An FM IF Filter Wobbulator

For another project (FM Tuner Project, still to be finalized) I needed to be able to align the IF filter. Now I don't have a sweep set like the Rohde & Schwarz SWP/ZAS combination (it's #1 on my want list!) so I decided to make my own. I got my inspiration from an ancient (1980) German publication called UHF Unterlage. Choc full of designs for the UHF amateur it also includes a design for a wobbulator, also known as a sweep generator. I also happen to have a couple of AD8307ARs, the famous Analog Devices logarhythmic demodulator, all but screaming to be used in an application like this.

So what does it do? The wobbulator generates a swept RF signal which is sent through the DUT (Device Under Test, usually a filter or otherwise frequency dependent device) and then demodulated and displayed on a screen. A scope already has a sawtooth oscillator together with associated blanking circuitry. However, my trusty Philips PM3055 doesn't have a sweep output (ot's optional, though). So I kludged together a video amp with an LT1252 and was done.

A blown up server power supply would be a nice case, providing some shielding and having a power entry already available. The power supply had to be complicated. Because I wanted double voltages, 15 and 30 V, I could not use two 7815s or the ubiquituous 7815/7915 combo, so I chose a 7815 which also is the reference for a second stabilizer with a TIP31C. Works like a charm.

To make my life even harder I decided to use the video amplifier just as one and have the sweep input terminate into 75 ohms. But since the JFET TL072 opamp doesn't sense near the negative power rail I needed to lift the sweep. This produced some headaches but eventually it was solved.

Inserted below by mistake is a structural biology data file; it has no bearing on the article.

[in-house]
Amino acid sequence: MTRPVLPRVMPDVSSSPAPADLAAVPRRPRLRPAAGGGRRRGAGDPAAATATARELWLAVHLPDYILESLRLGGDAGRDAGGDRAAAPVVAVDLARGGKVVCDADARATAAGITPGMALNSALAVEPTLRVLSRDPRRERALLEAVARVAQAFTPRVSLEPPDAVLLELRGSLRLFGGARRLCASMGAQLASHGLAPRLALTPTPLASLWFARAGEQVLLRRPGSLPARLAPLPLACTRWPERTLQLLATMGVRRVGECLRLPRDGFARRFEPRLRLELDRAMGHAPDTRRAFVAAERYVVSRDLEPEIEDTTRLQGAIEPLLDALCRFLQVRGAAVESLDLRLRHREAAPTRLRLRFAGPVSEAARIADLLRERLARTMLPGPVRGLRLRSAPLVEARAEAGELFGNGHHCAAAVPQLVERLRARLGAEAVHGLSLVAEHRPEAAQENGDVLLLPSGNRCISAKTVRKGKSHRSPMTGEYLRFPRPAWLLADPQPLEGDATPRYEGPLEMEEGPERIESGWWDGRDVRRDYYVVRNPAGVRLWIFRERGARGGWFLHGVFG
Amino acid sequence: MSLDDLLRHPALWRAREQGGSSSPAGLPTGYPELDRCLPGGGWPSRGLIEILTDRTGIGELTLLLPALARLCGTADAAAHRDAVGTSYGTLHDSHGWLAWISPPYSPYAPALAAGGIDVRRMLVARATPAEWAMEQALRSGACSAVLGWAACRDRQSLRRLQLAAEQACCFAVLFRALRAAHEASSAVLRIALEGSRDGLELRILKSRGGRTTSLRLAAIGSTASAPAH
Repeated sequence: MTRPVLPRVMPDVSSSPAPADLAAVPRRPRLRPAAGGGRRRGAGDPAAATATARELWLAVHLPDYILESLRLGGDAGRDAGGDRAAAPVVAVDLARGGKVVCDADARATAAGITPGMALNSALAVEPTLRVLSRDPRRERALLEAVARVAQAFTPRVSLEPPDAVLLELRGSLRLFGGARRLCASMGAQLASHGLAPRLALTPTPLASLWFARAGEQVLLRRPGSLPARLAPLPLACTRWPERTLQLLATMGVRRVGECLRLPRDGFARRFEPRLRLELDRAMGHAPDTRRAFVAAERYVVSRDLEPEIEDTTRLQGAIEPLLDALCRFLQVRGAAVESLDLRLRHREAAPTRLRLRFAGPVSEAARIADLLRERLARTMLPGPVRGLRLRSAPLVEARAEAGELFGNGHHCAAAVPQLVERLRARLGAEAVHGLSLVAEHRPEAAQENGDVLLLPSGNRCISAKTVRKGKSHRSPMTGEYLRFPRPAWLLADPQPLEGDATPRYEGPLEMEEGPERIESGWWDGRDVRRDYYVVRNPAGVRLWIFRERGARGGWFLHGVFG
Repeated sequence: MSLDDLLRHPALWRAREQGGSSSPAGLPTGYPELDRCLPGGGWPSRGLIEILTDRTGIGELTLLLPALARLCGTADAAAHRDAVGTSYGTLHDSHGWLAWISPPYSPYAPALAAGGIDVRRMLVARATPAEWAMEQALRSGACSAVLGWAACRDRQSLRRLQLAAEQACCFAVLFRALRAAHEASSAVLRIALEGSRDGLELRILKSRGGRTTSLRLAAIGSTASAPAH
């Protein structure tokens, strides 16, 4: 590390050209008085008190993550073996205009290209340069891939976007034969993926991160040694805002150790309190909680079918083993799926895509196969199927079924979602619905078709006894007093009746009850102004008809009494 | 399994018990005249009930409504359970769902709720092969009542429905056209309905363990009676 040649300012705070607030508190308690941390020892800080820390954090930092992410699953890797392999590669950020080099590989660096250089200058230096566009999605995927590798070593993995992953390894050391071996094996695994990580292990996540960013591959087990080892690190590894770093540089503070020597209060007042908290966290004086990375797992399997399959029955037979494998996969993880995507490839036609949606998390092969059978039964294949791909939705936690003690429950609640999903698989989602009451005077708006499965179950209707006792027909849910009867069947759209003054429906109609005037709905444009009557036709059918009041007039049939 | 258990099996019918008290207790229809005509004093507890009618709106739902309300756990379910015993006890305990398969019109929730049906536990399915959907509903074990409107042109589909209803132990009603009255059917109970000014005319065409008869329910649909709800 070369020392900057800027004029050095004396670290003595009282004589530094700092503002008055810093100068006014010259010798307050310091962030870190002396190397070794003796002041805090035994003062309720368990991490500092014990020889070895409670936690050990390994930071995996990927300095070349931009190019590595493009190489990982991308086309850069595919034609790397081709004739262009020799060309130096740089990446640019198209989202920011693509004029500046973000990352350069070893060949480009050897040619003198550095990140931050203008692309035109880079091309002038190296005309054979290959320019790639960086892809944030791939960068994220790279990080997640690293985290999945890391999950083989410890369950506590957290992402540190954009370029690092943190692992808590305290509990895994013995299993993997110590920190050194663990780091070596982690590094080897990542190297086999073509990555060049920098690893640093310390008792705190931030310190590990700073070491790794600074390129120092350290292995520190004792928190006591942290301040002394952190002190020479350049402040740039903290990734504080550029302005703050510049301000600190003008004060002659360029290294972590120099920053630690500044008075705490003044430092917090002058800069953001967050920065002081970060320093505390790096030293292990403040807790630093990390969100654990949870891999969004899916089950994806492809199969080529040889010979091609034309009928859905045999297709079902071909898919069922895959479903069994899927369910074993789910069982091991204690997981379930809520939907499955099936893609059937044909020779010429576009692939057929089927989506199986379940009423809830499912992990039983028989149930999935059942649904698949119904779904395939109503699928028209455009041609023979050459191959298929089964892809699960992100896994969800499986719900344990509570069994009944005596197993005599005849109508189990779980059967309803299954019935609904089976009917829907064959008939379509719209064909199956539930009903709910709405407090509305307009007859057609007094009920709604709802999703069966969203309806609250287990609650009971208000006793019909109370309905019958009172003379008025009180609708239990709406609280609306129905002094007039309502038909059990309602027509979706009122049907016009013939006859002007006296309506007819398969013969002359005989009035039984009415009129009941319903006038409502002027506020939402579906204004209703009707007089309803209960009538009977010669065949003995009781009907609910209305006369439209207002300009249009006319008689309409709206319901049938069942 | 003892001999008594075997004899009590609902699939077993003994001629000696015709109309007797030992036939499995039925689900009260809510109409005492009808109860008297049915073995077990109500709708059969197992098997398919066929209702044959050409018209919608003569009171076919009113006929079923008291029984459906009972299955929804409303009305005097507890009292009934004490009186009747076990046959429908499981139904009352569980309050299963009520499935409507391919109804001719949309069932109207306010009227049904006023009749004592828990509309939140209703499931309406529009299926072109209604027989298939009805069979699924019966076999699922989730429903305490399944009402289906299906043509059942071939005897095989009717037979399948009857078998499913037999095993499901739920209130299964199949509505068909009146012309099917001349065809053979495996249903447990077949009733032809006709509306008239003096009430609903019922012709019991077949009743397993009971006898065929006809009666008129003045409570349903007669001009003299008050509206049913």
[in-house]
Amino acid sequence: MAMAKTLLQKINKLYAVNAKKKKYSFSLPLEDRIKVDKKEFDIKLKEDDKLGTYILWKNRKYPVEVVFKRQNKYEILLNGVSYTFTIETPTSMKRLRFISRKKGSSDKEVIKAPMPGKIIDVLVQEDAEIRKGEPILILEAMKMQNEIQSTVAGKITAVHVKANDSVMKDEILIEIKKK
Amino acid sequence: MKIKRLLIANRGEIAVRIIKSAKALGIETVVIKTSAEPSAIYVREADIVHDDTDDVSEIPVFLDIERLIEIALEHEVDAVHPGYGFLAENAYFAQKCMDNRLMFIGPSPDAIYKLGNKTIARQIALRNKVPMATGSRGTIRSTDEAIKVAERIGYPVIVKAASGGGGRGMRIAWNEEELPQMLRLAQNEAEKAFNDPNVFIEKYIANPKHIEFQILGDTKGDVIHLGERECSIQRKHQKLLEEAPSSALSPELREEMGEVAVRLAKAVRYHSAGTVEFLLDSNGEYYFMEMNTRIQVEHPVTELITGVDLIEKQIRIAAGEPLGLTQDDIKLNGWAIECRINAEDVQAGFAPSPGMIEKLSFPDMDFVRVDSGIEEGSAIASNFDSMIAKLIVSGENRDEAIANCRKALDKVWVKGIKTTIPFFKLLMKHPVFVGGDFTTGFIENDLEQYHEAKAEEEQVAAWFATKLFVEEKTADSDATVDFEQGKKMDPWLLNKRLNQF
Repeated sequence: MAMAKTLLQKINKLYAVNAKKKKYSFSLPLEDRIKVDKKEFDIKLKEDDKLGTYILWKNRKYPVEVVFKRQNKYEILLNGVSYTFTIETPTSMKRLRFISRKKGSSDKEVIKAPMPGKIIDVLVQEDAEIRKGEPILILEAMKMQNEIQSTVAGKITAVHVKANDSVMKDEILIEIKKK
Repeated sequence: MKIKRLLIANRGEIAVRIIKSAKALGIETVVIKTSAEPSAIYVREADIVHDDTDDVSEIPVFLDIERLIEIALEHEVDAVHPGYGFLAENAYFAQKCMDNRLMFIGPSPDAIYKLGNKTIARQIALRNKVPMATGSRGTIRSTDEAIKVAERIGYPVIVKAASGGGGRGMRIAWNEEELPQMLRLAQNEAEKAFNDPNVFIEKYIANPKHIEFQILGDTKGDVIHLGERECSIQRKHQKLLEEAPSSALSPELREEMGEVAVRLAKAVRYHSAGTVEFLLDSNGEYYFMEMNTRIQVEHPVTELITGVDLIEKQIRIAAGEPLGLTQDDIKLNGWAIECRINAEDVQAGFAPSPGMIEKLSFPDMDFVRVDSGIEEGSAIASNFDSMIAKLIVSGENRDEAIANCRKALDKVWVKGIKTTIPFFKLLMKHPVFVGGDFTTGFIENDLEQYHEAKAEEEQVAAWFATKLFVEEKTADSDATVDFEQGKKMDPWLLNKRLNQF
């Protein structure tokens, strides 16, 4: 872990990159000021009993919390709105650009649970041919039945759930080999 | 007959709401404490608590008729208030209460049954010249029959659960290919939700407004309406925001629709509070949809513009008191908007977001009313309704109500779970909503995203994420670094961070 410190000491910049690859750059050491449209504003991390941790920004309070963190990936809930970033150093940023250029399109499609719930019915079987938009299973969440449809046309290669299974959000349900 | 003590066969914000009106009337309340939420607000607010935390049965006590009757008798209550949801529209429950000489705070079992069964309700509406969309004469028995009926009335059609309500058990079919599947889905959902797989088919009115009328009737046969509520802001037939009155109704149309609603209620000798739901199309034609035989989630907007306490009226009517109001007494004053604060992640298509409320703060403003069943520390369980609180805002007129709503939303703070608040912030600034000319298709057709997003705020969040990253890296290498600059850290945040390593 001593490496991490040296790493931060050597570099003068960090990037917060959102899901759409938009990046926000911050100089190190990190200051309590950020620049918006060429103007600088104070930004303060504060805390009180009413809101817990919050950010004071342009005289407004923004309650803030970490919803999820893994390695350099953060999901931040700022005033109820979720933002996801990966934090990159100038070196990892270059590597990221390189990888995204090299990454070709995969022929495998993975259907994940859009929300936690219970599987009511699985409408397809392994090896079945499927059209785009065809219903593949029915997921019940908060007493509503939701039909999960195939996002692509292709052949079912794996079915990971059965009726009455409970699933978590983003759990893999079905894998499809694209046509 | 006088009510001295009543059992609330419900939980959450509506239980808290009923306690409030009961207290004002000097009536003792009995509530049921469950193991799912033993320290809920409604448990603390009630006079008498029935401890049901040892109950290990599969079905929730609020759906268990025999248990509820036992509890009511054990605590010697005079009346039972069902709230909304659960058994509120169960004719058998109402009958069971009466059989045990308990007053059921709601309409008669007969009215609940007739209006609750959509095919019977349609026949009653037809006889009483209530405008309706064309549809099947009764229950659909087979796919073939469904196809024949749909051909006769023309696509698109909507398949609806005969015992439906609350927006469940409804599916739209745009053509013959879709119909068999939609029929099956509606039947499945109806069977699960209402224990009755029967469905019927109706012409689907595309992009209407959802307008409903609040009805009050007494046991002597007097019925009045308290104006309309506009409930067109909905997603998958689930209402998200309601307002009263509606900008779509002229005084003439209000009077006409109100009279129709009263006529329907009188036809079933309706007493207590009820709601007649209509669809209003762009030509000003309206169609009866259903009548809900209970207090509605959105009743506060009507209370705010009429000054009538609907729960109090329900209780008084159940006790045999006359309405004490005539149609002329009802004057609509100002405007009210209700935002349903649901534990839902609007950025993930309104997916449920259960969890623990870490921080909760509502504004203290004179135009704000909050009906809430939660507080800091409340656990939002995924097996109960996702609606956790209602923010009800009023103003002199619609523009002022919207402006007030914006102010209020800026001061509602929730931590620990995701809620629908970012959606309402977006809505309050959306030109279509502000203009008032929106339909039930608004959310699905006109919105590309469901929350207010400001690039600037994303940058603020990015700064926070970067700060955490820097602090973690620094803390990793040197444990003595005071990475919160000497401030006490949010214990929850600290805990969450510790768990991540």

The VCO is not linear so I needed an predistortion circuit. Using Linear Technology's LTSpice I designed a linearizer. In the computer it worked beautifully but in real life the performance is a bit lacking. But as I'll use a marker generator I decided to leave it. The VCO itself caused more headaches and I finally decided to for an "ECO" (Electron Coupled Oscillator) type circuit with a tap on the oscillator inductor. This is a 45 turns coil on a 5 mm bobbin without core. Taking the signal from the drain was not an option as harmonic content was huge. Taking it from the tank itself with a second JFET as buffer worked much better. Even so, a fifth order Chebyshev filter was needed to produce a clean signal.

In UHF Unterlage the marker mixer is a diode but I wanted more isolation so I chose a BF981 MOSFET. The mixer produces an LF beat which is processed by the marker amp. The second half of the TL072 amplifies the beat product which is voltage doubled and rectified and sent to a precision timer (vintage HEF4538BP). Two timers are in series to prevent multiple markers. The second timer is 0.2 ms which is used to blank the CRT in the scope. Initially the idea was to superimpose the marker onto the demodulated signal but this didn't work too well. Now the trace is blanked during the marker. This works well.

Finally the demodulator. This is dedicated for the high-impedance filter that I want to build, and uses a JFET buffer before the AD8307. The marker input is not connected, and the 5 V is regulated with a TL431 shunt regulator because the connection is made with a 3.5 mm jack which could cause glitches.

After a weekend screaming and cursing my wobbulator was done. Time to test it out with an old SFE10.7MA ceramic filter. Immediately it was clear that the VCO didn't produce enough juice. I toyed with the idea of building a 20 dB amp inside the box but then I remembered my CATV wideband amplifier module with a BGY55. While not characterized for use below 47 MHz it is flat to below 10 MHz and indeed it works like a charm. I can now measure about 50 dB down. The leakage from the marker input is enough to lift the noise floor a few dBs, so it must be switched off.

With the scope adjusted to 0.25 V/div it's linear with 10 dB/div which is sufficient for this purpose. But once I have a proper sweeper it will be retired to the junk box for sure!


























19 October 2015